New Frontier's Multi-Asset Income portfolios performed positively, despite the challenge of both rising interest rates and dividend-focused equities lagging the broad equity markets and turning negative. The portfolios benefited from diversified exposure to a broad range of high-dividend funds across various markets. Among the top performers were Emerging Market high-dividend fund and the market-cap weighted high-dividend fund. Notably, convertible bonds, which had been recently included to improve diversification through exposure to growth stocks, were the largest contributors to performance.
A note on indices and benchmark relative returns
Benchmarks are useful for measuring the performance of active managers with a mandate to “beat” an index. However, they make little sense for an investor looking to meet their financial goals. Due to the fact that it is not optimal, Markowitz was not a fan of the market portfolio. His 2005 paper proved the market portfolio can’t be on the efficient frontier because, as the average of everyone’s portfolio, it can’t be the best portfolio for anyone.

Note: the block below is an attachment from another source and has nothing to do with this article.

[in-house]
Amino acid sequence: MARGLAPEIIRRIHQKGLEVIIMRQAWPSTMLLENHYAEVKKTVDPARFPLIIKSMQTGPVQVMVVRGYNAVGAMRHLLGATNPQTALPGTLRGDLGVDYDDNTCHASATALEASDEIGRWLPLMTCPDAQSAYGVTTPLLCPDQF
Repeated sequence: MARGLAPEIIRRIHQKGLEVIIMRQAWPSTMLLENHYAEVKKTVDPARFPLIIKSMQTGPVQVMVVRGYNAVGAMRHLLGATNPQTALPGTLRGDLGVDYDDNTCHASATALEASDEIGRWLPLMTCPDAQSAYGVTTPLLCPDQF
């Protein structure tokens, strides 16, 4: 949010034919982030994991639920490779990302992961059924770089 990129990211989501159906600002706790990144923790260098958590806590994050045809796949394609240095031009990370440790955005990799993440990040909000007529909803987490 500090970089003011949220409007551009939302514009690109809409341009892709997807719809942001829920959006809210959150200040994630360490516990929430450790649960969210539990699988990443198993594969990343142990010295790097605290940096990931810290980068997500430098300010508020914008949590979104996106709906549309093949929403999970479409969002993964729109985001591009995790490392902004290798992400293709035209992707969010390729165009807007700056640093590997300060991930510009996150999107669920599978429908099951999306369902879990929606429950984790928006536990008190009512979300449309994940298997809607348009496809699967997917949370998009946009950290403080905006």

Every New Frontier portfolio is optimized for an investment objective and not directly related to an index. Since the right portfolio will invest in different assets than the benchmark, it will have a different return from the benchmark by design. Therefore, the portfolios are not expected to closely match the return of a standard benchmark.
There were no model rebalances this quarter. All non-tax sensitive models were updated to include the recent market conditions, in particular the sharply negative yield curve, and rebalanced late last quarter.
Refinements to the investment process include higher duration for mortgage-backed securities as decreased refinancing shifts their risk characteristics. Optimal allocations shifted to lower duration including a major allocation to ultra-low duration Treasury floating rate notes.
New Frontier uses the Michaud-Esch portfolio rebalance test to guide portfolio reallocation and rebalancing decisions. This framework allows us to simultaneously consider changes to the risk characteristics of portfolios from price movements, and changes to optimal portfolio exposures from new capital market expectations. The recently rebalanced ETF models remain statistically intact for their investment objectives.